Ba?al Shem Tov was a scholar of Hebrew Scriptures. ?Tov broke the stranglehold of the conservatives to assert that ?God was not the prerogative of the scholarly and the elite, but accessible to the poor and the illiterate?. He ushered in the Cassidic movement upholding piety in Judaism among the Jews. The book also cites Joan of Arc, her apocalyptic vision that prodded her desperado act to salvage the ?ramshackled, demoralised, dispirited French army score such a remarkable victory against them?. Dada hails Ralph Waldo Emerson as the Rishi of America. Emerson masqueraded the Gita in the west.
Sri Ramanuja proponent of Vishistadvaita philosophy gave a fresh lease of sanctity to the flagging Sanatana Dharma. His Brahma Sutra Bhashya, commentary on the Brahma Sutras remains a path breaking achievement. The life of Swami Sivananda, the founder of ?Divine Life Society? reminds us how a mundane doctor splurging opulence in a quirk of fate develops an aversion to start a new life of penance and lead a mission to assuage sufferings of his fellow beings. The book relates at length the mythological account of King Kaushik getting transformed into Rishi Vishwamitra. This account is filled with didactic fervour of how an avaricious king gets reformed into a brahmarishi.
Dada had personal experience of Shri Meher Baba. Meher Baba had spent forty years in silence not uttering a single word. He had met with two severe accidents.? His left leg was broken, and right hip joint was shattered? and yet he endured all this excruciating pain without vocalizing a single word. ?He communicated most forcefully through the language of the heart ? the language of love!? C D Deshmukh was his ardent disciple who compiled a five-volume compilation of ?Discourses of Meher Baba?.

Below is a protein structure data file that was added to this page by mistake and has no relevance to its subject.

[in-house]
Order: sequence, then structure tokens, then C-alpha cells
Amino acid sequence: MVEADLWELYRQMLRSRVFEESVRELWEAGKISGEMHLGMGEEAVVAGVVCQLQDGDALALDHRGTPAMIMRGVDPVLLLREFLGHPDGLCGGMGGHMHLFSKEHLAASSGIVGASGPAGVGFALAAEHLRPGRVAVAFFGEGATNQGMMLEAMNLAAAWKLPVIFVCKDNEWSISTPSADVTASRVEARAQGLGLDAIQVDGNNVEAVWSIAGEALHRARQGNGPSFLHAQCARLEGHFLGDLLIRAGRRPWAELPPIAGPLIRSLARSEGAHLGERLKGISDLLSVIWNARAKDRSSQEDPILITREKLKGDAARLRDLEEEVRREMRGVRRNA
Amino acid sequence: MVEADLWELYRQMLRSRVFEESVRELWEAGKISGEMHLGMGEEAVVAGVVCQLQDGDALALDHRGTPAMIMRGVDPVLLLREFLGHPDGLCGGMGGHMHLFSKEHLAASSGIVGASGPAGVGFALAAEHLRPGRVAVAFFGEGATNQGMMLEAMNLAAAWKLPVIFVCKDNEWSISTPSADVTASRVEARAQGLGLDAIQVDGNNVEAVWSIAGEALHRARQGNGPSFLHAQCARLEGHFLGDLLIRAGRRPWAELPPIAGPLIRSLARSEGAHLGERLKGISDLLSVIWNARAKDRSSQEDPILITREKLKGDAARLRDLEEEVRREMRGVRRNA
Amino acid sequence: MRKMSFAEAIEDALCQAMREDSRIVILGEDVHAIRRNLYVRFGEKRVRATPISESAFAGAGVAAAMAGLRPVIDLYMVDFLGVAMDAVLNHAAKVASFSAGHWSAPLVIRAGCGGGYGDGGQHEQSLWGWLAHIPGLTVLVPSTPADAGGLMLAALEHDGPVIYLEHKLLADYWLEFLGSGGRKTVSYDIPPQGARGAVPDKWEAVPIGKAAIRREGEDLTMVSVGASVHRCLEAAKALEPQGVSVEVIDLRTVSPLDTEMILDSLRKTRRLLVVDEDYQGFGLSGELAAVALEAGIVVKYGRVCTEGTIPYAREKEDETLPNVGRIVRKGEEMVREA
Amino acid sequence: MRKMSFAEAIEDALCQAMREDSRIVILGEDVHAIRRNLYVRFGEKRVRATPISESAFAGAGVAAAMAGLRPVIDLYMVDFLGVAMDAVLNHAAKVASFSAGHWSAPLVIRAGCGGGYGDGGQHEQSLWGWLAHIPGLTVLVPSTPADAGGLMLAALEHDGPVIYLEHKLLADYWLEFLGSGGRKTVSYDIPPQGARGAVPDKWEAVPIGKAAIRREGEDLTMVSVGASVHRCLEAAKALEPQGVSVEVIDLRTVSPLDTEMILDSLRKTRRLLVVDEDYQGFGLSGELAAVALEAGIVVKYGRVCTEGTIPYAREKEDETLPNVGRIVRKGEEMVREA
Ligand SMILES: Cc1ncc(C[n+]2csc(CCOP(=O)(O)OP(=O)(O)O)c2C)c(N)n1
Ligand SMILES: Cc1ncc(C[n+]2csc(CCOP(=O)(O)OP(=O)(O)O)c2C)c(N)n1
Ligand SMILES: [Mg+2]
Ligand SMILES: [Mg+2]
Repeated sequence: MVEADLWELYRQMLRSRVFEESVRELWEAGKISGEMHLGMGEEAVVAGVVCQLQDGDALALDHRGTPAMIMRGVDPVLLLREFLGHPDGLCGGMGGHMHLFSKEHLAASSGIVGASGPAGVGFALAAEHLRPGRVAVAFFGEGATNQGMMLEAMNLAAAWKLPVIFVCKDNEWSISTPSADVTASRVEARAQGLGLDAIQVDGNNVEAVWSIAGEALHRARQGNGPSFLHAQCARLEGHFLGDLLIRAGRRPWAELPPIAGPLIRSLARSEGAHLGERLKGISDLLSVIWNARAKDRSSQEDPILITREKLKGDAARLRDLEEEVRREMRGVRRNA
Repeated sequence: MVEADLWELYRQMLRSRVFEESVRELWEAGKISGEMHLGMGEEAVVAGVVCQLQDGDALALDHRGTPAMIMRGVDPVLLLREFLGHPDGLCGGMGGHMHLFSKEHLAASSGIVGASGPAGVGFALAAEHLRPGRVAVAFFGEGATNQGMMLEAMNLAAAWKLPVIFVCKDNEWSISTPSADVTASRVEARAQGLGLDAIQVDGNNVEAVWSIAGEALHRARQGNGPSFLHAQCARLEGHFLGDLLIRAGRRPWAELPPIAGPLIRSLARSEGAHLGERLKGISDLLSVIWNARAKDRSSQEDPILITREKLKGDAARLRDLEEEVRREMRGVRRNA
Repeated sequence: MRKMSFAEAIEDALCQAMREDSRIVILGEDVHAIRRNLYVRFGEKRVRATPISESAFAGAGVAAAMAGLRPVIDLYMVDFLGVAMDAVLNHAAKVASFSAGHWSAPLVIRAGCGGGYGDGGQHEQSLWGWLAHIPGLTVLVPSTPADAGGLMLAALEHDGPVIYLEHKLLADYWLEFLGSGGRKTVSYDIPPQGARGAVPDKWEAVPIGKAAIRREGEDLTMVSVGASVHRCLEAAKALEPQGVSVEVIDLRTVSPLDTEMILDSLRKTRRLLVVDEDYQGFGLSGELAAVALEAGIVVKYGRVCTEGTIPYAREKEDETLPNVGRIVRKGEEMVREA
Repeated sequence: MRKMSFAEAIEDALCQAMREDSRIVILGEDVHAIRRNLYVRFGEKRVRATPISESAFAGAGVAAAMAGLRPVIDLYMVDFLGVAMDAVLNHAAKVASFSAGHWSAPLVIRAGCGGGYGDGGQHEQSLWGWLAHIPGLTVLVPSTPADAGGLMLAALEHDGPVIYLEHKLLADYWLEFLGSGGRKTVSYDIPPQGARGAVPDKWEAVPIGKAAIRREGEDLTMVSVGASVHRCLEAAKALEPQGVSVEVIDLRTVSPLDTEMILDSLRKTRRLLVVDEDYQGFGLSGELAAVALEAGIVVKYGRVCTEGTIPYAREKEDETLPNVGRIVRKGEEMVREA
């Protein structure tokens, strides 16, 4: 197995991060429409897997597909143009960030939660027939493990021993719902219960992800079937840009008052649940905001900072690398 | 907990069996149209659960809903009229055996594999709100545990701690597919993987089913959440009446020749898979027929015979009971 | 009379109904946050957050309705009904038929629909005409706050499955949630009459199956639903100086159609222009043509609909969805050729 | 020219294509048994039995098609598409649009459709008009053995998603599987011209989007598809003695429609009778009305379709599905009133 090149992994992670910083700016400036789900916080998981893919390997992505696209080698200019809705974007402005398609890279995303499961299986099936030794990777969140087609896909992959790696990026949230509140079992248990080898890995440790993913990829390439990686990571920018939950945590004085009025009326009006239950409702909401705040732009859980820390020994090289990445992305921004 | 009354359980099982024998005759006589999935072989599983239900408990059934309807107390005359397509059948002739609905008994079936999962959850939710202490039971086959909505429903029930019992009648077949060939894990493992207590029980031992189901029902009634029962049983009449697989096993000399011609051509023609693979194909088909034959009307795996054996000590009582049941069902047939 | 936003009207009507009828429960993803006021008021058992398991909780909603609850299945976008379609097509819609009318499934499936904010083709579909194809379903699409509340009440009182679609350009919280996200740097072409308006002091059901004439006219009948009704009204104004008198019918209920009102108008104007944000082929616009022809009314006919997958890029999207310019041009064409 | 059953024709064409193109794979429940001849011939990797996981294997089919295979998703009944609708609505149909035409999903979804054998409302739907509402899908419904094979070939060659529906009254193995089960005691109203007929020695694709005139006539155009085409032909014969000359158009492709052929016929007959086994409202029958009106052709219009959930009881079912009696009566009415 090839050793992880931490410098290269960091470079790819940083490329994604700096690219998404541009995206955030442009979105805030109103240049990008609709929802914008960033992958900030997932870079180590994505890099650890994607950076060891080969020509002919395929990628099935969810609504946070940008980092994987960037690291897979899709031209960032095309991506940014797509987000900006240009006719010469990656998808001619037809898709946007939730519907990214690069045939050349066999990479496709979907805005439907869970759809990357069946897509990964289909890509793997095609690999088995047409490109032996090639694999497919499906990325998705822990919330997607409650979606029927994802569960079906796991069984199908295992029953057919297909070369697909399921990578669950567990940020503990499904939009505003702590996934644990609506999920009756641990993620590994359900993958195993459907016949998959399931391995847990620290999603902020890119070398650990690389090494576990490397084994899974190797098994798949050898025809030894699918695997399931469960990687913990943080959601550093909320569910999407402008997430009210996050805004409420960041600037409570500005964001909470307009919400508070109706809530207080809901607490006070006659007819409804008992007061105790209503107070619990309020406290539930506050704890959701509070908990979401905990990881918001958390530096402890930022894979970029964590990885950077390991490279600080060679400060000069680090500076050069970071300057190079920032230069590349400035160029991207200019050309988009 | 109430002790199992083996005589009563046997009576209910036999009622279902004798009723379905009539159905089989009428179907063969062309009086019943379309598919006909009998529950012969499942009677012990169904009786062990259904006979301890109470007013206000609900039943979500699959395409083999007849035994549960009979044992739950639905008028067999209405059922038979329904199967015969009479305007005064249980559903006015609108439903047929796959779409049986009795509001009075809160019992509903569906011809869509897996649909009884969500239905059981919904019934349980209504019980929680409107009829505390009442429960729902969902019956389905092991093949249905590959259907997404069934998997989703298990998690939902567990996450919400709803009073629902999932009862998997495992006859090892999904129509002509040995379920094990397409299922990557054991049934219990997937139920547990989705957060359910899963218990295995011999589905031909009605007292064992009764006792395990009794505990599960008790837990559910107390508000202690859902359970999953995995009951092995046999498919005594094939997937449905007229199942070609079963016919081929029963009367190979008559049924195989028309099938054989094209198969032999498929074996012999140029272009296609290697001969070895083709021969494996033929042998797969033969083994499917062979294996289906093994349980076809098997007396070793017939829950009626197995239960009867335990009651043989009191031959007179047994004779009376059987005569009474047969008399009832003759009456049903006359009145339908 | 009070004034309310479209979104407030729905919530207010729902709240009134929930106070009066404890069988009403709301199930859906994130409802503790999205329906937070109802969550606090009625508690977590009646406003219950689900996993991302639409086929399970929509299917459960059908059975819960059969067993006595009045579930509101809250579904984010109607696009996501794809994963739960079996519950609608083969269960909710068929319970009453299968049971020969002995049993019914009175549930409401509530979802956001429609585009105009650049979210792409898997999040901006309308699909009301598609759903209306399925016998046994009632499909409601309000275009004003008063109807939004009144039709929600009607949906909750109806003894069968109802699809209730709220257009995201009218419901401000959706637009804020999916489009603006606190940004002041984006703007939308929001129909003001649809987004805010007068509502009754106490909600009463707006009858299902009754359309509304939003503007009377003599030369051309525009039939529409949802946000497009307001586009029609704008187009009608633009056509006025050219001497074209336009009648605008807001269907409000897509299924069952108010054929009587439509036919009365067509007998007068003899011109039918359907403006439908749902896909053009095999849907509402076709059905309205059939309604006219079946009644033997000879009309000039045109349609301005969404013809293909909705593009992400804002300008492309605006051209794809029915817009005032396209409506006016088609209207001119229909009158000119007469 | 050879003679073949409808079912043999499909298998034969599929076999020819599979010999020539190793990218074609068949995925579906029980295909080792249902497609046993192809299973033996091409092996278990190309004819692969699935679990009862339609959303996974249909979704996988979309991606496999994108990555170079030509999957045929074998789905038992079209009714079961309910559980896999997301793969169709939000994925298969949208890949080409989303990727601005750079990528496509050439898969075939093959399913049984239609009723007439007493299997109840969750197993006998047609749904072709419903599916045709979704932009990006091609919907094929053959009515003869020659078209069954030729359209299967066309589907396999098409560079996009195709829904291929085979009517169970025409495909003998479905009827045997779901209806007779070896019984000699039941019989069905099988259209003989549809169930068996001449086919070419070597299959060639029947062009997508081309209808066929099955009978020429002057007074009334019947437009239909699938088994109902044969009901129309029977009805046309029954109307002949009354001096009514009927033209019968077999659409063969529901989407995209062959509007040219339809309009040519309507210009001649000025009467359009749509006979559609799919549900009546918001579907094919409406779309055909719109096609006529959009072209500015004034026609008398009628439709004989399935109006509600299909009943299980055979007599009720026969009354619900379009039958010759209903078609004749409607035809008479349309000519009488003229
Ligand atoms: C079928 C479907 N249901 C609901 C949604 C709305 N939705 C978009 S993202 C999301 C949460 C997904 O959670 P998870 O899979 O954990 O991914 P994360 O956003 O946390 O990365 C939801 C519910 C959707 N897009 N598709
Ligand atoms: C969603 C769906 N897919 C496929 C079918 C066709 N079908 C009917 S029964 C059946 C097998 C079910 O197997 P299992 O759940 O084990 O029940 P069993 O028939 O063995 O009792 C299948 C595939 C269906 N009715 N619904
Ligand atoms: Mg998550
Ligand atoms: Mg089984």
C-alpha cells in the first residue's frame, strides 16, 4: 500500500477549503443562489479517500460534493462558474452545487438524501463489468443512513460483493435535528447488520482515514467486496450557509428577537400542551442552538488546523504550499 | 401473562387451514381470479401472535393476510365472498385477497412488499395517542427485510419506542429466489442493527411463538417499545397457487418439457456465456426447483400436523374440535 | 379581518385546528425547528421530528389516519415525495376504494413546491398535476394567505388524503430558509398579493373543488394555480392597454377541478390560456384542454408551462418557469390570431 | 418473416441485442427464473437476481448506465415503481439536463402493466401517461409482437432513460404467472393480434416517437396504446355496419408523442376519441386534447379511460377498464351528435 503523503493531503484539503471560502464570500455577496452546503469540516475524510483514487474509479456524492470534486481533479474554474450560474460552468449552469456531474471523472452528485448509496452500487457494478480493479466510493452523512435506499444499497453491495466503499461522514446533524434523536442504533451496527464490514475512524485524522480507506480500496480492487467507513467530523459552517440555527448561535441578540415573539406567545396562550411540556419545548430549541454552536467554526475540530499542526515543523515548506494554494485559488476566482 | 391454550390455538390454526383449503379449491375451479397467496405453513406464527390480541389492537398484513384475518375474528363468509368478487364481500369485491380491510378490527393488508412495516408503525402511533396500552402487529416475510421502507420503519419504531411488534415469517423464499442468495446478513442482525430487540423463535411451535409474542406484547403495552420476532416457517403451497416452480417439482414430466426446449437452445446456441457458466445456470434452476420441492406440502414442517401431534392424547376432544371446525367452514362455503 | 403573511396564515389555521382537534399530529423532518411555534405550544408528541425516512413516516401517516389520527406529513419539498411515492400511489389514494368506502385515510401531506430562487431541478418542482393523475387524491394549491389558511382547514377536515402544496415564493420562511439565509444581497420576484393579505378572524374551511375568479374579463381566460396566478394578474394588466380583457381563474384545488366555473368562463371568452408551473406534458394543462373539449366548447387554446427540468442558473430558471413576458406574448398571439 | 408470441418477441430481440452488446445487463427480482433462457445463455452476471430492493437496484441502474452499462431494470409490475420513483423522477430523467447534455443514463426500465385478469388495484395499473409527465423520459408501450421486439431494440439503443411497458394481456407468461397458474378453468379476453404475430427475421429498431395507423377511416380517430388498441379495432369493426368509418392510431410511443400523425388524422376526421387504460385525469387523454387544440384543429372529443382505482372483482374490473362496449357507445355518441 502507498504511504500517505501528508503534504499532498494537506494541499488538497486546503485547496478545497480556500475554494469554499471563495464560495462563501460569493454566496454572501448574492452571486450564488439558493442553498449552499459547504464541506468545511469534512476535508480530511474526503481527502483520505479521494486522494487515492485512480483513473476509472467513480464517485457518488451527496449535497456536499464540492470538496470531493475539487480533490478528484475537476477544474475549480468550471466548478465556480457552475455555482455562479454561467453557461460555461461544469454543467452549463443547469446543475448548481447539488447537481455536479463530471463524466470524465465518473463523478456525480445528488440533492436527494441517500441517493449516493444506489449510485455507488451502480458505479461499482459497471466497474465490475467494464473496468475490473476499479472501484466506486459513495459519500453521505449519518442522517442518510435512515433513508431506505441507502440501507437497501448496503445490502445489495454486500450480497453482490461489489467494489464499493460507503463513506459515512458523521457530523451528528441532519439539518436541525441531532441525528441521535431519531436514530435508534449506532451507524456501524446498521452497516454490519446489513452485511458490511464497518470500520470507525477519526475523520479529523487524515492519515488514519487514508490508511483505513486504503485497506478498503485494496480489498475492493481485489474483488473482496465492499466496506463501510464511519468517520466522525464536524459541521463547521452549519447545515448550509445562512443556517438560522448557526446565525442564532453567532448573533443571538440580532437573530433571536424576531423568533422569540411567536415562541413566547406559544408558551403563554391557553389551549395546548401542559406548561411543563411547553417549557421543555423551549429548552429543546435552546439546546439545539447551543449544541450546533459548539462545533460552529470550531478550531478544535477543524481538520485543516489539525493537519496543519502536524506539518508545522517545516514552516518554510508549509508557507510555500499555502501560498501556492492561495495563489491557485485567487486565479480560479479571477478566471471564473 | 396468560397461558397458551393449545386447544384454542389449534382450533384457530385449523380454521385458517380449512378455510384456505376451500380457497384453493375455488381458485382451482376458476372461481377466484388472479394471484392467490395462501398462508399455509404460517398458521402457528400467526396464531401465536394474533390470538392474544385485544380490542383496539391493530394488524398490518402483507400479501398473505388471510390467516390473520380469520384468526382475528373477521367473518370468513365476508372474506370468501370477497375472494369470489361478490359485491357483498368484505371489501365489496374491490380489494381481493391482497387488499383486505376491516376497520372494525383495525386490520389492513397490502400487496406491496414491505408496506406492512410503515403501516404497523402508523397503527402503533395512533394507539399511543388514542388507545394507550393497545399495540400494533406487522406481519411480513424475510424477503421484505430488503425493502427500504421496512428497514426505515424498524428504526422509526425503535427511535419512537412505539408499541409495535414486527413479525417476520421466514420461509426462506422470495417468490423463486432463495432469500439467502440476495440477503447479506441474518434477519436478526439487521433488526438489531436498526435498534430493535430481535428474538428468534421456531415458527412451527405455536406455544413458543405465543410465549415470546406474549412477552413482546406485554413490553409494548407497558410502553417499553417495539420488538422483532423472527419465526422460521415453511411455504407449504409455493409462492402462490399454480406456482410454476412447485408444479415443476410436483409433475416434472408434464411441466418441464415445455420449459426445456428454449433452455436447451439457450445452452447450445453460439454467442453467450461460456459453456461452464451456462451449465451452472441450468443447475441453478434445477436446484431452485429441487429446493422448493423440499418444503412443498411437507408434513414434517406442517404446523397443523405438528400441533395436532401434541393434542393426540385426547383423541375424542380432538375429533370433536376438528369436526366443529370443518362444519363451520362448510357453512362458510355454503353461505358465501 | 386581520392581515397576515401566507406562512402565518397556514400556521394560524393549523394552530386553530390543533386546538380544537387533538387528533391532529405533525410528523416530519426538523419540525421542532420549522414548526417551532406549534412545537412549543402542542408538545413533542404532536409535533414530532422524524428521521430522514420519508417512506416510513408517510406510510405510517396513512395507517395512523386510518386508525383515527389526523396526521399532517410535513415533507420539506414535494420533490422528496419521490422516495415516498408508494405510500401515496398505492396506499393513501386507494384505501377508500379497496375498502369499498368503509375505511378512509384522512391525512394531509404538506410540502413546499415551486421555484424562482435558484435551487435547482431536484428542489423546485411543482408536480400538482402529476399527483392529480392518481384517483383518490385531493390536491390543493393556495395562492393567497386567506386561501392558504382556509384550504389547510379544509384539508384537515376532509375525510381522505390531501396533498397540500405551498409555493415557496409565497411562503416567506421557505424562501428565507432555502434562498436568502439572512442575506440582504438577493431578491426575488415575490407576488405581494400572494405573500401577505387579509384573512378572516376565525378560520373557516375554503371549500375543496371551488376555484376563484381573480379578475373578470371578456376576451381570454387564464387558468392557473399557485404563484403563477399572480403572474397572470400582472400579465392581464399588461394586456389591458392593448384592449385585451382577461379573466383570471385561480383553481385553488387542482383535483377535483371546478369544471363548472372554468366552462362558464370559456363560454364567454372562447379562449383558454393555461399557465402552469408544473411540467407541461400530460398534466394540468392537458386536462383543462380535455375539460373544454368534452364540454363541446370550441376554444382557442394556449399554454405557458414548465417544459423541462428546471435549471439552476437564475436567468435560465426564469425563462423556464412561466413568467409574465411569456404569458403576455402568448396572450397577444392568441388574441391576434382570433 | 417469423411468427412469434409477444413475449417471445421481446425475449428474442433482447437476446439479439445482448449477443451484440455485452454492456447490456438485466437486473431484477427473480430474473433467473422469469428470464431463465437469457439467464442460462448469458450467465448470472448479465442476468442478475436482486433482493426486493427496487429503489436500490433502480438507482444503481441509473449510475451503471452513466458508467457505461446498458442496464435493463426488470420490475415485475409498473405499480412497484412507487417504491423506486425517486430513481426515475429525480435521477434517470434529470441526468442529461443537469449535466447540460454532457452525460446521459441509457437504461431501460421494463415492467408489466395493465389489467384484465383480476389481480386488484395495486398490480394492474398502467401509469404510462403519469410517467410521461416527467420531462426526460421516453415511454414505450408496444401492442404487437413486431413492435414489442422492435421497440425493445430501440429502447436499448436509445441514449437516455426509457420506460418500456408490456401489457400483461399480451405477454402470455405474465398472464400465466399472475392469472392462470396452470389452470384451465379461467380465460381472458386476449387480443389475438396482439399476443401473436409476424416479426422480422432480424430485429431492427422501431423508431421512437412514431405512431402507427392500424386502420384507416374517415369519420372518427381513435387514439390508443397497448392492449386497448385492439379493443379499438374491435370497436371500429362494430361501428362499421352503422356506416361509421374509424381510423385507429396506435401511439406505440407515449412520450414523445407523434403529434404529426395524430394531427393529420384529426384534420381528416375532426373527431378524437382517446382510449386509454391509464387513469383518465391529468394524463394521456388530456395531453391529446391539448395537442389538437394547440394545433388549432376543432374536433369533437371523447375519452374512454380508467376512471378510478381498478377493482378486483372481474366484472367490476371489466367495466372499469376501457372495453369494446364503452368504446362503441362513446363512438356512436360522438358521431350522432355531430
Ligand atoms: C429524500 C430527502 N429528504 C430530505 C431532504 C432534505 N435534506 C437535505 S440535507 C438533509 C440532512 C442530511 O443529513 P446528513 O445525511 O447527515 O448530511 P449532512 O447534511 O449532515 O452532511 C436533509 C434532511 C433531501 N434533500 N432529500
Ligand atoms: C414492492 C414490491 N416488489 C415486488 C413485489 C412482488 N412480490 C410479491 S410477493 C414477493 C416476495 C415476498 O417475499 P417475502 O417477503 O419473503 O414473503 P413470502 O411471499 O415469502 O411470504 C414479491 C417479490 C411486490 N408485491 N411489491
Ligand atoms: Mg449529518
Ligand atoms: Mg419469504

Shah Abdul Latif, a mystic visionary of the seventeenth century composed Shah Jo Risalo in Sindhi language. His tomb at Bhit in Sind is a sine qua non pilgrimage for all Sindhis. But he was no ?provincial poet: he was a world-poet with a world-message?. Dada has showcased several saints who are known among a particular community despite rendering a pervading influence. Bhakht Tuladhar, Gora Kumbhar, Nandnar are such unsung saints. Narsi Mehta stood the avant-garde of bhakti movement in Gujarat. It was he who composed the mellifluous poem ?Vaishnava jan to tene kahiye? that later mesmerised Gandhiji. Narsi Mehta taught bhakti marga and kirtan to be the epitome of sadhana.
A ricocheting quote attributed to St Francis of Assisi goes ??Where there is charity and wisdom there is neither fear nor ignorance. Where there is patience and humility, there is neither anger nor vexation. Where there is poverty and joy, there is neither greed nor avarice. Where there is peace and meditation, there is neither anxiety nor doubt?. The lives of these twenty sages corroborate the veracity of this fact.